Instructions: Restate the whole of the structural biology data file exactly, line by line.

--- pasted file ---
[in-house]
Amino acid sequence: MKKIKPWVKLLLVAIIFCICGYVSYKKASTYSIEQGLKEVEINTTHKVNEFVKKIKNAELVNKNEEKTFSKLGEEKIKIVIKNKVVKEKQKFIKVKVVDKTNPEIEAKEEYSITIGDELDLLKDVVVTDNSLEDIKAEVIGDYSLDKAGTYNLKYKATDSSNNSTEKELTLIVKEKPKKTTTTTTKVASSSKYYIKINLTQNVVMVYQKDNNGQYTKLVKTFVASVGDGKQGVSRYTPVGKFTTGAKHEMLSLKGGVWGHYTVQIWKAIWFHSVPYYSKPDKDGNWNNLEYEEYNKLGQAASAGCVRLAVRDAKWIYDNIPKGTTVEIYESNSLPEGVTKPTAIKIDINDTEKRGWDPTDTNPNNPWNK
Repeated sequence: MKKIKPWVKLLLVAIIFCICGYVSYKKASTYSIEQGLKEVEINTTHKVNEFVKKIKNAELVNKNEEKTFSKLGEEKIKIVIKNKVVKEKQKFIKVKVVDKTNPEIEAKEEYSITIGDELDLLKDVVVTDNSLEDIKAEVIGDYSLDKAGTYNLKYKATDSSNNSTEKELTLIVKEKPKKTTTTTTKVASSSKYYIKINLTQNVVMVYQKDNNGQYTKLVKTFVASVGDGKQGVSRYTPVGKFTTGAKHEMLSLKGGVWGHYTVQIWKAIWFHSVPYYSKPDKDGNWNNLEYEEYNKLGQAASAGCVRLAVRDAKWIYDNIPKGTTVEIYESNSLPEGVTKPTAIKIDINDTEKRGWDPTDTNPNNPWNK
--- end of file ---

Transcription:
[in-house]
Amino acid sequence: MKKIKPWVKLLLVAIIFCICGYVSYKKASTYSIEQGLKEVEINTTHKVNEFVKKIKNAELVNKNEEKTFSKLGEEKIKIVIKNKVVKEKQKFIKVKVVDKTNPEIEAKEEYSITIGDELDLLKDVVVTDNSLEDIKAEVIGDYSLDKAGTYNLKYKATDSSNNSTEKELTLIVKEKPKKTTTTTTKVASSSKYYIKINLTQNVVMVYQKDNNGQYTKLVKTFVASVGDGKQGVSRYTPVGKFTTGAKHEMLSLKGGVWGHYTVQIWKAIWFHSVPYYSKPDKDGNWNNLEYEEYNKLGQAASAGCVRLAVRDAKWIYDNIPKGTTVEIYESNSLPEGVTKPTAIKIDINDTEKRGWDPTDTNPNNPWNK
Repeated sequence: MKKIKPWVKLLLVAIIFCICGYVSYKKASTYSIEQGLKEVEINTTHKVNEFVKKIKNAELVNKNEEKTFSKLGEEKIKIVIKNKVVKEKQKFIKVKVVDKTNPEIEAKEEYSITIGDELDLLKDVVVTDNSLEDIKAEVIGDYSLDKAGTYNLKYKATDSSNNSTEKELTLIVKEKPKKTTTTTTKVASSSKYYIKINLTQNVVMVYQKDNNGQYTKLVKTFVASVGDGKQGVSRYTPVGKFTTGAKHEMLSLKGGVWGHYTVQIWKAIWFHSVPYYSKPDKDGNWNNLEYEEYNKLGQAASAGCVRLAVRDAKWIYDNIPKGTTVEIYESNSLPEGVTKPTAIKIDINDTEKRGWDPTDTNPNNPWNK